Expect a menu of new transportation projects by the end of November. An understanding of how the selected projects might be financed should be known by the end of January.
And potential governing structures are expected to be considered about a year from now.
That’s part of an ambitious timeline the Hillsborough Transportation Leadership Group has adopted as it embarks on the county’s best chance for developing a coherent transportation plan.
We urge the public to get behind the group’s efforts by attending meetings and contributing to the conversation about an issue that will define the county for generations to come.
Past efforts to craft mass transit plans have failed in large part because of territorial factions, and the uncertainty about how those plans would benefit the county as a whole. It’s understandable that taxpayers in one region of the county would be suspect of plans that appear to benefit other regions at their expense.
The leadership group hopes to get beyond that obstacle by engaging the public on the front end, and by demonstrating how urban and rural residents can reap the rewards of a multi-modal transit system.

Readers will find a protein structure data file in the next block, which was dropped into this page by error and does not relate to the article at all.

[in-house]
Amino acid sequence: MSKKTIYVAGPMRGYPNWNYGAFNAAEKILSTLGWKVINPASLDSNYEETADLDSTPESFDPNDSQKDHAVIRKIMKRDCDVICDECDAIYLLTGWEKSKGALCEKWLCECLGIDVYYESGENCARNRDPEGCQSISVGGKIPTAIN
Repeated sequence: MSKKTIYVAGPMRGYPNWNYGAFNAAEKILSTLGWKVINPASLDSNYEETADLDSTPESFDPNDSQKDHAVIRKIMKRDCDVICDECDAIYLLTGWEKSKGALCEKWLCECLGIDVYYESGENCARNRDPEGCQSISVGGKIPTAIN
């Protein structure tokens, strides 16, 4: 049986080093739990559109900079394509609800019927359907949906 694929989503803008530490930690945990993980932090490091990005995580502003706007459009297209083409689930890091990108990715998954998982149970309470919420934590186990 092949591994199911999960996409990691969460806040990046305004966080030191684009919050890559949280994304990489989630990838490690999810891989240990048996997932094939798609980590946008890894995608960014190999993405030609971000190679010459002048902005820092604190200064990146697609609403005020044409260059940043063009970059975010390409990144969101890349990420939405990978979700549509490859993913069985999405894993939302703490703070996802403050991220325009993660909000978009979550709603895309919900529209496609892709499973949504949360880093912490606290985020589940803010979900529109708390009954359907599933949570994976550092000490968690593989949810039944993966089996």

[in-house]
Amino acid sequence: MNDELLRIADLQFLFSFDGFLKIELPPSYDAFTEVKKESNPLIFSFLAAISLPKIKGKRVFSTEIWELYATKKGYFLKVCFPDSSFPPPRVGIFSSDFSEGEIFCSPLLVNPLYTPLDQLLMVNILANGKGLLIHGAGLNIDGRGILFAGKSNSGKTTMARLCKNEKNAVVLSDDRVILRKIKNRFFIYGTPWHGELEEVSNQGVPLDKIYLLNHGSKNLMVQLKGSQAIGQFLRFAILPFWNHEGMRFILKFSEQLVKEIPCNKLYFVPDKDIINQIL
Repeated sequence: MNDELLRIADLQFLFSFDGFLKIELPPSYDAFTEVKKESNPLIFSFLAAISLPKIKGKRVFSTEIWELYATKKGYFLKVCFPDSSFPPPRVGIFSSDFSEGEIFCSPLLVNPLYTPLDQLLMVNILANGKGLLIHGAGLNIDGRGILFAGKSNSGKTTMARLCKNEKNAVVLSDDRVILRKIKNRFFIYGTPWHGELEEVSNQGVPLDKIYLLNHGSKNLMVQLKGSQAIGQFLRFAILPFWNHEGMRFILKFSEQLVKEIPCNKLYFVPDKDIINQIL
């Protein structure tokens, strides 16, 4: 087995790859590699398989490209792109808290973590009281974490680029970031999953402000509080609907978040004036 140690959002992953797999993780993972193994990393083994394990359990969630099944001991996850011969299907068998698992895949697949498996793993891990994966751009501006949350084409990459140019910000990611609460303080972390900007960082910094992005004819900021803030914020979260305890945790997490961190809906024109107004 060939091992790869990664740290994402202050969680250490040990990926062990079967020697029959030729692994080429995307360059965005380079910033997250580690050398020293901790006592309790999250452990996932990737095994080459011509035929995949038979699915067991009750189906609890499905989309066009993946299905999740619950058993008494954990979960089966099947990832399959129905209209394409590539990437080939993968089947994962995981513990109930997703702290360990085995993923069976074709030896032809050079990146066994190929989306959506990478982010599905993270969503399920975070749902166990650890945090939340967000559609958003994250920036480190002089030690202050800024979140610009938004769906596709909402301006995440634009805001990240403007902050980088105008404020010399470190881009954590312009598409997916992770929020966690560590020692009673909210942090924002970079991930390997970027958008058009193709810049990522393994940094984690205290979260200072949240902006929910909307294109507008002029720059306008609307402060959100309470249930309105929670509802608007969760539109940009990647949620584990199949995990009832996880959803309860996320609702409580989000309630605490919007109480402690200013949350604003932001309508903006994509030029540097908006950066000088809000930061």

The group’s membership includes the mayors of Hillsborough’s three cities and its county commissioners, and will involve the heads of local transportation agencies. That in itself should help the group get beyond the territorial divisiveness that has hampered the success of previous efforts. The group represents the county’s various taxing authorities, and the elected officials on board represent taxpayers from every corner of the county.
“This is an enormous commitment,” says Hillsborough County Administrator Mike Merrill.
Rather than craft a plan and hope it generates public support, the group first wants to understand what the public needs and wants.
It plans to hold public meetings, and from those meetings begin to identify the areas where transit hubs would work, and the kinds of transit that would best serve those areas. A transportation “spine” will be identified for locating mass transit lines.
Although this ultimately may lead to a call for rapid-transit buses, light-rail lines and a referendum to raise sales taxes, members of the group say they have no preconceived notions about what the public wants or how transportation improvements it might be paid for.
With our history of failed transportation efforts, it’s easy to be skeptical. But we think this group, and its open and orderly approach to finding solutions, is deserving of support.